At the end of 2016 the Samburu School Lunch Programme was feeding 250 children at two different schools in the Westgate Community Conservancy. Since the start of 2017 the programme has successfully been expanded to another seven schools, so that it is now serving hot, freshly cooked lunches at nine different schools to 1110 students. Often leftover food from lunch is also provided to boarding school pupils in the evenings. Each day the students are provided with a healthy nutritious lunch to meet their needs. For some students this might be their only proper meal of the day, but for all students this extra nutrition is vital to their academic performances and provides a strong incentive for the parents to send their children to school.

‘Proper nutrition is the single most important factor to childhood academic performance’ – The United Nations

In 2017 we have provided 250,000 lunches to 1150 students in 9 different schools


At the start of each term the nine schools (Kiltmany, Lpus, Ngutuk, Naisunyai, Remot, Sasaab, Sukuroi, Narapai and Lempaute) receive a delivery of maize, beans, flour and oil according to the number of students, the ages of the students, and the number of weeks in the school term. The headteachers receive a text message with the details of the delivery, the community is also informed, and an independent vehicle accompanies from delivery truck to ensure that everything is correctly distributed.

Each school employs its own chef who prepares and serves the meals to the children each day. The schools sometimes receive food from a government programme and if this is delivered then the schools are able to feed the children an additional mid morning meal and an evening meal if they have boarding students. If there is food remaining it is safely stored for the next term.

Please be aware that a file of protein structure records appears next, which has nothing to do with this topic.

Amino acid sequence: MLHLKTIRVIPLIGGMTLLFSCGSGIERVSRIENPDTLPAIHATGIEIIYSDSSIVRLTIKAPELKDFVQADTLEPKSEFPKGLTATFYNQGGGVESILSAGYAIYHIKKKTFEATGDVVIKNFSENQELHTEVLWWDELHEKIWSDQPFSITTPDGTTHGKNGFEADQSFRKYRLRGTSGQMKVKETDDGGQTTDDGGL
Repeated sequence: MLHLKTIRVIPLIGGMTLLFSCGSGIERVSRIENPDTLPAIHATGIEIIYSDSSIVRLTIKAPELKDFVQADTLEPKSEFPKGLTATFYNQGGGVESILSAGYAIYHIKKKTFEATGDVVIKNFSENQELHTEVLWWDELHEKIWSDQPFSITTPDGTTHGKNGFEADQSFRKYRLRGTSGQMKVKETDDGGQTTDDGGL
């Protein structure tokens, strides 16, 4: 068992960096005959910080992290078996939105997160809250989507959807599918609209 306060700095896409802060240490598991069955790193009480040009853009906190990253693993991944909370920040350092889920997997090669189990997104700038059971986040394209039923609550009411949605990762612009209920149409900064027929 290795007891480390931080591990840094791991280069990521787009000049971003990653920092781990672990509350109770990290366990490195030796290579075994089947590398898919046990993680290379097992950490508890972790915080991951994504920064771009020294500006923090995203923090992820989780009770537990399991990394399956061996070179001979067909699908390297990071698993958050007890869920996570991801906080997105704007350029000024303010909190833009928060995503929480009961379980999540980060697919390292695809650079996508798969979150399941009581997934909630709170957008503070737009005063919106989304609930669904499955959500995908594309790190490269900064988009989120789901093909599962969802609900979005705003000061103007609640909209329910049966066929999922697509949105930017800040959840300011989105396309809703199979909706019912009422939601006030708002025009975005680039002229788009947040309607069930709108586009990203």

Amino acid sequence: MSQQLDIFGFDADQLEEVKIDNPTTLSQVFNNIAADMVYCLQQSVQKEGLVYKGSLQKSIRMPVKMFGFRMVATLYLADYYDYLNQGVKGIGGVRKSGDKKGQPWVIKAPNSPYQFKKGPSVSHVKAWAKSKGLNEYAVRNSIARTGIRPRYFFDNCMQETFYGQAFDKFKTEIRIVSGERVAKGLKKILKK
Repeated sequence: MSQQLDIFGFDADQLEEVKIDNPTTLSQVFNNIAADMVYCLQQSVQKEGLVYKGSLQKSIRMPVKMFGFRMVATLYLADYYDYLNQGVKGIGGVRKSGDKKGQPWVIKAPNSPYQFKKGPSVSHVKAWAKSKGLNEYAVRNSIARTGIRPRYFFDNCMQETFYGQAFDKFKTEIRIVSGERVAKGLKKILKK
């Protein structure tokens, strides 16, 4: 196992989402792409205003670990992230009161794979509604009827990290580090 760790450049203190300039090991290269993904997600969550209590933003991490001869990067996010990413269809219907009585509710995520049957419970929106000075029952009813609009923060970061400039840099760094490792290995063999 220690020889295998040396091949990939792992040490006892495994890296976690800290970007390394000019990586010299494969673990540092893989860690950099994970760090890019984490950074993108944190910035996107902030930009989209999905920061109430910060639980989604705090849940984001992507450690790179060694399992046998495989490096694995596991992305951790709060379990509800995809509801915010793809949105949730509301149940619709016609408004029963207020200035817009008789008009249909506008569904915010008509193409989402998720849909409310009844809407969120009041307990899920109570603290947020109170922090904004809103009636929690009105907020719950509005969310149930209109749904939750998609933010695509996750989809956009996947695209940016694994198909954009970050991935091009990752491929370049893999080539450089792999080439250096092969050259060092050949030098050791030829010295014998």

Each month a vehicle makes spots checks on the schools at lunchtime to check their food stocks and to ensure that the food programme is being properly implemented.

The Safari Collection is serving hot, freshly cooked lunches at nine different schools


2017 is the worst drought year across the Sahelian region of Africa since the 1980’s and the conditions are scheduled to continue into 2018. The availability of food in the Samburu area is poor and incidences of food insecurity are high. When families are struggling to feed their children school attendance numbers drop, as the children do not have the energy to walk long distances to go to school, and their parents are more focused on other matters.

A daily school meal provides a strong incentive to send children to school and keep them there. It allows the children to focus on their studies, rather than their stomachs. Providing school meals has many and varied benefits, most importantly, clinical trials show a critical link between learning and school children’s health and nutrition, suggesting a substantial gain in educational effectiveness from improving children’s nutrition and health.

Nutrition is vital to academic performance and provides a strong incentive for the parents to send their children to school


We would like to give thanks to all our generous donors in 2017 and begin our calls for fundraising now for 2018 to help us maintain this essential programme that helps to feed our future.